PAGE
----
Important hurricane preparedness information from Congresswoman Wilson
History has taught us that storm tracks can change quickly and unexpectedly - and it's critical that all members of the public that live in coastal areas get ready. Here are a few tips to keep you safe:
- Monitor weather conditions and listen to the direction of state and local officials.
- If local officials give the order to evacuate, be sure to know your evacuation route.
- Know what supplies you and your family will need to shelter in place, if that is the advice given by local officials.
Additionally, FEMA recommends taking the following preparedness actions:
· Prepare a disaster kit for your home: Stock up on non-perishable food and water to sustain you and your family for up to three days or longer. Ensure you have important papers (e.g. insurance, identification), first aid kit, a supply of prescription medicines and other specialty items in your preparedness kit. In addition, plan to have an emergency kit for your car in case you need to evacuate. While creating a disaster kit, pet owners should remember to pack the necessary items for their pets. Find more information on preparing your disaster kit at FEMA's website at Ready.gov.
· Create an emergency plan: Know what to do if you have to evacuate. Make sure you know how to contact members of your family and have an emergency contact number for someone out of state that knows where you are in the event of an emergency.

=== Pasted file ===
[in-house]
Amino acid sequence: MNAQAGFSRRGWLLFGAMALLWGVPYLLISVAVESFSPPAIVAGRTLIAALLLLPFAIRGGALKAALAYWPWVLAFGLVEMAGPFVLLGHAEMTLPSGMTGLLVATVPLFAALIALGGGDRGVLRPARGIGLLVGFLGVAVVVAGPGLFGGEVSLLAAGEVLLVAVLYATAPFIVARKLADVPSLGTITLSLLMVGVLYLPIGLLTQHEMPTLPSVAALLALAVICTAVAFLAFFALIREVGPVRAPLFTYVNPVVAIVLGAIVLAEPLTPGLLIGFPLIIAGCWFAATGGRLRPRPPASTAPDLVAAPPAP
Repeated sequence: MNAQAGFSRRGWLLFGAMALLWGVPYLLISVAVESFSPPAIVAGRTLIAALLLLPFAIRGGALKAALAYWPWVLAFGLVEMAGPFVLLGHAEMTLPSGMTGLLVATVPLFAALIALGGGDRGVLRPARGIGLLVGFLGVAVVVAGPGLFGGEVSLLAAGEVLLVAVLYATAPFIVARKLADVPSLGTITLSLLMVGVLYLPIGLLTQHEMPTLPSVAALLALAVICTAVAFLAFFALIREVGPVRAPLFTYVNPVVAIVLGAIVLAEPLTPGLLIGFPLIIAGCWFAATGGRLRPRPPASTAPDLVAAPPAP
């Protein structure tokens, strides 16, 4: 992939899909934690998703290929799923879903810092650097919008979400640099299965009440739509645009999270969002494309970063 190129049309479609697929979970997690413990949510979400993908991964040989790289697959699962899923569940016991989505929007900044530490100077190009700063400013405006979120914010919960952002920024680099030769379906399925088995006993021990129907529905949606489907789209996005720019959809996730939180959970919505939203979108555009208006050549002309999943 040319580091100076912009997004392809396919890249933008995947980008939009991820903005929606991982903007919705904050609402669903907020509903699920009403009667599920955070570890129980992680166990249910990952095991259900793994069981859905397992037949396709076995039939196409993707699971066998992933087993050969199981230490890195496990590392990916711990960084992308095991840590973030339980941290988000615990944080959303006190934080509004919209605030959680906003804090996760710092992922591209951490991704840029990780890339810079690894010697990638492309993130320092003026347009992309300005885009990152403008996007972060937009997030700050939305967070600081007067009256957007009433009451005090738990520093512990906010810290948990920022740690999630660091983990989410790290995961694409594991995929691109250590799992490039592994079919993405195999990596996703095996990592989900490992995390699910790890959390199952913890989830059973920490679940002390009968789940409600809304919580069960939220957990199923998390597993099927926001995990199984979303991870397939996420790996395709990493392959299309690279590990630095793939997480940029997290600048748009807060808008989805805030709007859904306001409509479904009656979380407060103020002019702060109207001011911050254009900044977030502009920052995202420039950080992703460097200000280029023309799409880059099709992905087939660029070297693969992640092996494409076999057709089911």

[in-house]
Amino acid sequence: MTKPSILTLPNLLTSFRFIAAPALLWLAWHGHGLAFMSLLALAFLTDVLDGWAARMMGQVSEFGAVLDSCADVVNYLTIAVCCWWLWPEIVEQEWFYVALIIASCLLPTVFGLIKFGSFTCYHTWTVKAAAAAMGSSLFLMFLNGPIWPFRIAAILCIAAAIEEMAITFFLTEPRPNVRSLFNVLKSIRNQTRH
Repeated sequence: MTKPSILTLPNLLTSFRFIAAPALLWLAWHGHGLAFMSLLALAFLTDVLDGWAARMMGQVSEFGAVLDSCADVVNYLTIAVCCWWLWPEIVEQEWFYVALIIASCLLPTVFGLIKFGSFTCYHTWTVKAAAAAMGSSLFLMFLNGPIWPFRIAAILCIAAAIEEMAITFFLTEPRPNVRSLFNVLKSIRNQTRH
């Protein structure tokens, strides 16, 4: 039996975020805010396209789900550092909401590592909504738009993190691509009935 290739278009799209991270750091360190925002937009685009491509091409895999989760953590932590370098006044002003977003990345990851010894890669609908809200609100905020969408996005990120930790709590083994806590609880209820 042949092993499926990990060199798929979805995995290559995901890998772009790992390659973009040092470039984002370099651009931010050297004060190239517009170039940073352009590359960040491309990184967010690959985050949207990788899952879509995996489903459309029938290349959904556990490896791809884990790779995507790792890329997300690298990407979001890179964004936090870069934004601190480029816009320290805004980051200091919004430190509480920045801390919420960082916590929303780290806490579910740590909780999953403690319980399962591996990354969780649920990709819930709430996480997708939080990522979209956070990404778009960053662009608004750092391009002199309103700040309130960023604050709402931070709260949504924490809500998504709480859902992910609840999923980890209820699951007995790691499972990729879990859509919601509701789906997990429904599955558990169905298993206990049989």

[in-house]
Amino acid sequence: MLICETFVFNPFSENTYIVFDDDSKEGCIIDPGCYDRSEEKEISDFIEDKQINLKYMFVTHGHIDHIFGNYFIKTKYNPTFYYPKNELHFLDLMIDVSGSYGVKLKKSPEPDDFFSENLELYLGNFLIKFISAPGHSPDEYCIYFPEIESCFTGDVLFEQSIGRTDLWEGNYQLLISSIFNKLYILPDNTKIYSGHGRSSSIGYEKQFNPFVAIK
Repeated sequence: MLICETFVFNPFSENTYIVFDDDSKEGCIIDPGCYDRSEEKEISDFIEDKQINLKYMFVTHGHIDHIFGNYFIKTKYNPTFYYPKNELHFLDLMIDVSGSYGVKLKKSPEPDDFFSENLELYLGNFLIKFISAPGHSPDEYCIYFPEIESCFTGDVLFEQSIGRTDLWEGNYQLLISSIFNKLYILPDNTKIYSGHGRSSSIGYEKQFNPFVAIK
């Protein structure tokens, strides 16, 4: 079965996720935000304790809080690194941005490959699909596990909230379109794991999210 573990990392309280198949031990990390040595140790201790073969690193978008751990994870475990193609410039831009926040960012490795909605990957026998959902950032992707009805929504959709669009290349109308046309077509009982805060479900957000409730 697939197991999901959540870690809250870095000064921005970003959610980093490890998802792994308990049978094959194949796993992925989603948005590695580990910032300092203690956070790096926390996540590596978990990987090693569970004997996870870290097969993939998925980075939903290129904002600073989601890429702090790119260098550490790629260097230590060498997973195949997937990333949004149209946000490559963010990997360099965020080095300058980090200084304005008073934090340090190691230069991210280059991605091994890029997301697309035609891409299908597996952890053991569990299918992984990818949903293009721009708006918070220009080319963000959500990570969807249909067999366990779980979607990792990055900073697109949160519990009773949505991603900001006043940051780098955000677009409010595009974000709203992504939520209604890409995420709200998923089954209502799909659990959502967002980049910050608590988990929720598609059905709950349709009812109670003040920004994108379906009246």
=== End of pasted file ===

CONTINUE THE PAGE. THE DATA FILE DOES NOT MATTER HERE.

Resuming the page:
· Whether you live in a coastal community or inland, speak with your insurance agent now about flood insurance and review your homeowner’s policy. Every state is at risk for flooding and homeowners insurance does not cover flood damage. Flood insurance is a cost-effective way to financially prepare for floods. To learn more about your risk and flood insurance, visit www.floodsmart.gov.
The National Hurricane Center is the official source for the latest tropical storm forecast from the National Weather Service. If you're on your phone, check out their mobile site for the latest information, or visit the FEMA mobile site for tips on staying safe before, during and after a tropical storm or hurricane.
For the latest information on tropical weather, including the National Hurricane Center advisories, tracking maps, and satellite and radar images, click here to visit the National Hurricane Center's website.
Miami-Dade County Resources
American Red Cross
Miami-Dade Animal Care and Control
Miami-Dade County Office of Emergency Management
Miami-Dade 311 - Emergency Assistance Program
(305) 468-5900 or dial 311 within Miami-Dade County
Emergency Evacuation Assistance Program
Miami-Dade County Hurricane Guide
Broward County Resources
American Red Cross
Broward County Hurricane Hotline
Broward Emergency Management Agency
Broward County Animal Care and Regulation
Special Medical Needs Registry–Broward
Tropical Storm Isaac and Haiti
Haiti is in the path of Isaac, and as you know, the island nation is still in the midst of recovering from the worst disaster in the Western Hemisphere’s history, the January 2010 earthquake.
I am very concerned about the thousands of Haitians that are still living in tents and the cholera outbreak that may follow, as a result of floodwater.
I am pleased to have learned that the U.S. Agency for International Development (USAID) and its international counterparts have already prepositioned supplies and emergency response teams.
I will continue to monitor Isaac and work with the appropriate federal agencies to ensure that the adequate resources and people are in place to assist the people of Haiti.
Frederica S. Wilson
Congresswoman, 17th District of Florida